And to losing them all in one fell swoop?

Re:Life's worth of pictures (1)

Mz6 (741941) | more than 10 years ago | (#9368030)

Yeah.. I was thinking that exact same thing. Why would you store everything all in one place like that?

More details please (3, Interesting)

Mr. Sketch (111112) | more than 10 years ago | (#9367988)

The articles seemed weak on details, does anyone know what sizes of memory these will be available in? Are we talking megs of memory (like current flash cards), gigs of memory (to replace hard drives), or teras of memory (for the future)?

Toxicity? (4, Interesting)

Midnight Thunder (17205) | more than 10 years ago | (#9367989)

Last I heard certain nanotubes were toxic to the environment. Does anyone know whether these suffer from the same issue?

Re:Toxicity? (1)

Marxist Hacker 42 (638312) | more than 10 years ago | (#9368070)

Depends- are you planning on shredding your memory cards anytime soon?

Re:Toxicity? (1)

cbreaker (561297) | more than 10 years ago | (#9368188)

So is motor oil and about a thousand other things you keep around the house every day.

Re:Toxicity? (5, Insightful)

th3axe (690230) | more than 10 years ago | (#9368346)

From what I remember, the concern about nanotubes (as well as other nano-materials) is that we don't have a great deal of experience with them yet. Motor oil has been around for quite some time and isn't a truly "new" material, while nanotubes are. The unique properties of the material brings with it both benefits and possible problems. Given our history with cool, new stuff, it would be wise to see what possible issues might arise.

I'm no Luddite, but I don't think it's a bad idea to work through the lifecycle of this type of material. If it decays, how does it decay? What happens to it or its components when it does decay? Can we just just toss it into landfills or does it count as hazardous waste? Lots of questions, maybe they've been answered, but I don't recall there being a great deal of study on it.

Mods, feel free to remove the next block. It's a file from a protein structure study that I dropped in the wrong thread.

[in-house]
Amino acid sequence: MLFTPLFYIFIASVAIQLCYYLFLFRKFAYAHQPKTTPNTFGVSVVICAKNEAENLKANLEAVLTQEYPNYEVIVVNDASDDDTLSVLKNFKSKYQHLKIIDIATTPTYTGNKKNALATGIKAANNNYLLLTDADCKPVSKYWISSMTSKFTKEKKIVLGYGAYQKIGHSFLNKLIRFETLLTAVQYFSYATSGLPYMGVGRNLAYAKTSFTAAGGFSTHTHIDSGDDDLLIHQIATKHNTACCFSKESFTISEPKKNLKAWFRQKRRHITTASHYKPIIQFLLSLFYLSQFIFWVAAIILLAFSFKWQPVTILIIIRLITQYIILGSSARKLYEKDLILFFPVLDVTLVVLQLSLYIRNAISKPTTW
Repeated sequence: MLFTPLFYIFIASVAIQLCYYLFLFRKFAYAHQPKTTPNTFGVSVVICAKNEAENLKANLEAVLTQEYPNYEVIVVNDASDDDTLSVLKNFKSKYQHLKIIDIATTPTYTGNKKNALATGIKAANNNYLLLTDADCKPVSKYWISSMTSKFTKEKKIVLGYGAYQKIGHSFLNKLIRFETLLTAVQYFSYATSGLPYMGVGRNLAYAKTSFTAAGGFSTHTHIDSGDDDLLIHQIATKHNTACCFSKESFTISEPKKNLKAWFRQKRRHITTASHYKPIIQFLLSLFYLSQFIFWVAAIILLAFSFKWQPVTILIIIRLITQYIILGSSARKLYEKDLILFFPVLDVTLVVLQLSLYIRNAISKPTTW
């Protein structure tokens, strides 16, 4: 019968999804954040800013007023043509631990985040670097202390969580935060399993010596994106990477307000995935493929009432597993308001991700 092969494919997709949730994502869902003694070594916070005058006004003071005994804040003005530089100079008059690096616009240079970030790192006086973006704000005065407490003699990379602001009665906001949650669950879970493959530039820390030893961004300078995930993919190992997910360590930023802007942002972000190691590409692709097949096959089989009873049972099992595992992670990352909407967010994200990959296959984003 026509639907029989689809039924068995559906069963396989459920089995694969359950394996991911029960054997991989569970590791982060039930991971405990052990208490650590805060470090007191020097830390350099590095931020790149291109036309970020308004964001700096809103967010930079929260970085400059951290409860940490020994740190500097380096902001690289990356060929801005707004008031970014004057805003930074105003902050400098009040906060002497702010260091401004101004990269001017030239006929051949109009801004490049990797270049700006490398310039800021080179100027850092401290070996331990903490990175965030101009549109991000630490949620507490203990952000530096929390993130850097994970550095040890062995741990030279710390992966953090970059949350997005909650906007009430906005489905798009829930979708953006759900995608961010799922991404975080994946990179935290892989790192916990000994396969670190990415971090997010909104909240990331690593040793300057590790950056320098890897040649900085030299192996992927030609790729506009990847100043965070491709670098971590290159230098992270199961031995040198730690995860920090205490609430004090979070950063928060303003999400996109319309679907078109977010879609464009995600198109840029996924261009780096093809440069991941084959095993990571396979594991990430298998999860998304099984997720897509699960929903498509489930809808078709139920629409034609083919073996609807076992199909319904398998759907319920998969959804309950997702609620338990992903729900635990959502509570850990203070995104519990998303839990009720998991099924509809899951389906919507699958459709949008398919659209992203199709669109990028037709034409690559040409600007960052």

That said though, it's a cool thing that we're gonna see this stuff in real life.

Re:Toxicity? (2, Funny)

kilocomp (234607) | more than 10 years ago | (#9368321)

The radiation from the wireless card or CRT you have should neturalize it.

Re:Toxicity? (1)

Revek (133289) | more than 10 years ago | (#9368401)

I thought that was carbon buckyballs or maybe just bucks balls.

I'm waiting for it to be proven that water causes cancer

Re:Toxicity? (0)

Anonymous Coward | more than 10 years ago | (#9368518)

I'm waiting for it to be proven that water causes cancer

You asked for it. [dhmo.org] :)

Re:Toxicity? (1)

Borg453b (746808) | more than 10 years ago | (#9368578)

Extended exposure to life will result in death.

Re:Toxicity? (1)

HerbieStone (64244) | more than 10 years ago | (#9368410)

Nanotubes are as toxic as Gen-modified ogranisms... they pose a potential thread to the current known environment... we just don't know if the thread is real or not, and in what way.

The thread comes from the size of nanotubes. Nanotubes are so small, that they can slip past your skin and later pierce a cell. Then within the cell nanotubes might influence how the cell reproduces... namly the DNA could be changed. Result: random mutation and possibly cancer.